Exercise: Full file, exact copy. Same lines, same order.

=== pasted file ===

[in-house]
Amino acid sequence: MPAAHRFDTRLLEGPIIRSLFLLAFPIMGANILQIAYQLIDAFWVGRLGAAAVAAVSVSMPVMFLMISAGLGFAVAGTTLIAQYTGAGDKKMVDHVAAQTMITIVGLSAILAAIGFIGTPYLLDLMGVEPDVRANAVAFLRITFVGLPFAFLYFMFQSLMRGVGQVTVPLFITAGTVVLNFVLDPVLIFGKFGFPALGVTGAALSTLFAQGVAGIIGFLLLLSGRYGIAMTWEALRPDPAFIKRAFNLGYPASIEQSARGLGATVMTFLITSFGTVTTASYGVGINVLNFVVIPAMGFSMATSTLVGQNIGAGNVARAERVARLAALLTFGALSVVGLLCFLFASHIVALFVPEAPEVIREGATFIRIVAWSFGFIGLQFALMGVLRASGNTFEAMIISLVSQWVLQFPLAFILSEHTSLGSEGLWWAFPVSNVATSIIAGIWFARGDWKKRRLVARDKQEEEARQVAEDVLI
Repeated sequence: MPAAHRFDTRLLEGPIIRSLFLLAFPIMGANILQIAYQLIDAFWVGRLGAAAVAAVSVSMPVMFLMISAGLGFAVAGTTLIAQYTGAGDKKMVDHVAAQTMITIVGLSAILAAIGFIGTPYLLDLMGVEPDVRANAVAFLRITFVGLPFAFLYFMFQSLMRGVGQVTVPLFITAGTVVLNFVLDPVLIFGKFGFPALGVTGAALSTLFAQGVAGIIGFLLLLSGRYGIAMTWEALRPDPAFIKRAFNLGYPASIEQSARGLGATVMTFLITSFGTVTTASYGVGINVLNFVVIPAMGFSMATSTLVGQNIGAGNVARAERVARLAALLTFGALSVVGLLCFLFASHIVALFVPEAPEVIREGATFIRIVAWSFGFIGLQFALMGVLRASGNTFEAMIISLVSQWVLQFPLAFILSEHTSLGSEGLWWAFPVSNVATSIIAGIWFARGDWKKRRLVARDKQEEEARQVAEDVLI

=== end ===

[in-house]
Amino acid sequence: MPAAHRFDTRLLEGPIIRSLFLLAFPIMGANILQIAYQLIDAFWVGRLGAAAVAAVSVSMPVMFLMISAGLGFAVAGTTLIAQYTGAGDKKMVDHVAAQTMITIVGLSAILAAIGFIGTPYLLDLMGVEPDVRANAVAFLRITFVGLPFAFLYFMFQSLMRGVGQVTVPLFITAGTVVLNFVLDPVLIFGKFGFPALGVTGAALSTLFAQGVAGIIGFLLLLSGRYGIAMTWEALRPDPAFIKRAFNLGYPASIEQSARGLGATVMTFLITSFGTVTTASYGVGINVLNFVVIPAMGFSMATSTLVGQNIGAGNVARAERVARLAALLTFGALSVVGLLCFLFASHIVALFVPEAPEVIREGATFIRIVAWSFGFIGLQFALMGVLRASGNTFEAMIISLVSQWVLQFPLAFILSEHTSLGSEGLWWAFPVSNVATSIIAGIWFARGDWKKRRLVARDKQEEEARQVAEDVLI
Repeated sequence: MPAAHRFDTRLLEGPIIRSLFLLAFPIMGANILQIAYQLIDAFWVGRLGAAAVAAVSVSMPVMFLMISAGLGFAVAGTTLIAQYTGAGDKKMVDHVAAQTMITIVGLSAILAAIGFIGTPYLLDLMGVEPDVRANAVAFLRITFVGLPFAFLYFMFQSLMRGVGQVTVPLFITAGTVVLNFVLDPVLIFGKFGFPALGVTGAALSTLFAQGVAGIIGFLLLLSGRYGIAMTWEALRPDPAFIKRAFNLGYPASIEQSARGLGATVMTFLITSFGTVTTASYGVGINVLNFVVIPAMGFSMATSTLVGQNIGAGNVARAERVARLAALLTFGALSVVGLLCFLFASHIVALFVPEAPEVIREGATFIRIVAWSFGFIGLQFALMGVLRASGNTFEAMIISLVSQWVLQFPLAFILSEHTSLGSEGLWWAFPVSNVATSIIAGIWFARGDWKKRRLVARDKQEEEARQVAEDVLI